Identifying the Animal that Dug a Ground Hole
This section deals with actual den holes not divots or depressions in the soil.

If you are dealing with divots in the soil then click here.

Does the hole end or extend into a burrow?

What is the diameter of hole?

3 inches or less?

3 inch hole

Greater than 3 inches?

3 inches or less:

Chipmunk:

Holes tend to be cleanly dug and silver dollar sized. Note the shiny quarter to the left of the hole. Chipmunks are easily seen during the day. Photo by Stephen Vantassel.
chipmunk hole
Crayfish:

Crawfish can burrow 2 inch wide holes into the lawn. Lawns must be near water.
crayfish hole
13-Lined Ground Squirrel:

Very clean outside of hole. There may be another hole of similar size within 20 feet. They are easily seen on warm, sunny days.
13lgs hole
Kangaroo Rats:

Den entrance is 2-3 inches wide and 3-4 inches long. They prefer sandy, dry soil. Populations can get quite high, >30 per acre.
kangaroo rat hole
Rats, Norway:

Holes tend to be 2-3 inches wide and smooth from repeated use. Rats are secretive and rarely seen during the day. If you see them during daylight hours, it means you have a lot of rats on the premises. Drawing of their burrow system can be seen below. Photo at right shows a Norwary rat hole. Note the 6" ruler above.

rat hole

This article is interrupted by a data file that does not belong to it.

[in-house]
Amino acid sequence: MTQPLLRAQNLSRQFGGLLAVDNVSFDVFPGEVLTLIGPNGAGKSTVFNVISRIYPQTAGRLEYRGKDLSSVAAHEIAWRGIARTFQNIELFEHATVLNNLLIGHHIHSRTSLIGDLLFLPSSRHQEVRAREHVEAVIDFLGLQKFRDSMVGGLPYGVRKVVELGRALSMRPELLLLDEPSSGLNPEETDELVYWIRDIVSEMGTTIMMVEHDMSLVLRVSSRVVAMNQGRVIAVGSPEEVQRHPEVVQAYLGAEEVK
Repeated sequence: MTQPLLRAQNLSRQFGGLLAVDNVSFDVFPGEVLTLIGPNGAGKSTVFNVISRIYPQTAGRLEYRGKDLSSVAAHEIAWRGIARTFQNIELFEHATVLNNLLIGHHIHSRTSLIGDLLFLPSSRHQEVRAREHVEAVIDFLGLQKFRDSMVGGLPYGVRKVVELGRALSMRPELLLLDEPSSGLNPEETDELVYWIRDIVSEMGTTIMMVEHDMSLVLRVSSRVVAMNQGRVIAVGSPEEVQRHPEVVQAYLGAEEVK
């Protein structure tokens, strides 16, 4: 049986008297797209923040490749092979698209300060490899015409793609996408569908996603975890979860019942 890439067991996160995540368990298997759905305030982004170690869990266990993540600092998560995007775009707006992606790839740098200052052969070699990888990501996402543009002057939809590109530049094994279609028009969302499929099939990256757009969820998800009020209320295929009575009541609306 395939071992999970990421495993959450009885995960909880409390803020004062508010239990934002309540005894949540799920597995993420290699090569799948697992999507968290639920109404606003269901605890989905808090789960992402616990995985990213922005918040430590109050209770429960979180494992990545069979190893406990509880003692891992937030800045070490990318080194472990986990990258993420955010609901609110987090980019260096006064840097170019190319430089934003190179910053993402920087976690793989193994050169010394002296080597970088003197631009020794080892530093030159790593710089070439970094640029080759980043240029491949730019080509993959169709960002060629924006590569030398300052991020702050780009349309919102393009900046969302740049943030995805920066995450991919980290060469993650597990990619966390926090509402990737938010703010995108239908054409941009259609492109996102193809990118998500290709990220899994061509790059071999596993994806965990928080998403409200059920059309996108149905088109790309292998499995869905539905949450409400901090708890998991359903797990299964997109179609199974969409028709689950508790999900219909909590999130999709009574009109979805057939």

rat hole
Skunks:

Skunks will dig specific and individual holes in their quest for grubs and lawn insects. They will be systematic, moving from section to section each night.
skunk hole
Voles:

The Pine Vole has dime sized holes, often around the roots of plants. Voles are primarily nocturnal.
vole hole



Greater than 3 inches:

Badger:

These holes tend to be rather large (over 6 inches wide) and occur where pocket gophers and ground squirrels live. The photo on the left is a badger den. Note the volume of dirt excavated. The photo at the right is a badger left after hunting for food. Landowners will typically find a number of these holes in a field where badgers were searching for food. Badgers are nocturnal.
badger hole
Coyote:

Coyote dens tend to be difficult to find. Coyotes sometimes will live in a tree as the photo at the right shows.
coyote hole
Fox:

Foxes will often take over a den dug by another animal, such as a woodchuck. Bird and animal parts may be found around the entrance. They can also dig 4 inch wide holes in the grass. Photos courtesy of Rob Erickson of WCT Magazine.
fox hole









fox hole on green
Mountain Beaver:

Found only in the Pacific Northwest of the U.S. in coniferous forests. Holes average 6-8 inches across.
mountain beaver hole
Prairie Dog:

Usually found in colonies. Notice the soil around the hole is higher than the surrounding soil.
prairie dog hole
River Otter:

Typically near or in water. Click here for images.
otter hole
Skunk:

Often under sheds, porches and other covered and dark crawl spaces. Odor not always present.
skunk hole
Woodchuck:

Den doesn't always have two holes. But one hole will have dirt porch in front of it as shown in the photo at right. They avoid wet soils. Holes can average around 8" wide. Since woodchucks are active during daylight, their holes can often be distinguished from other creatures like badgers and skunks. It is common to see flies around the entrance of an active woodchuck burrow.
woodchuck hole
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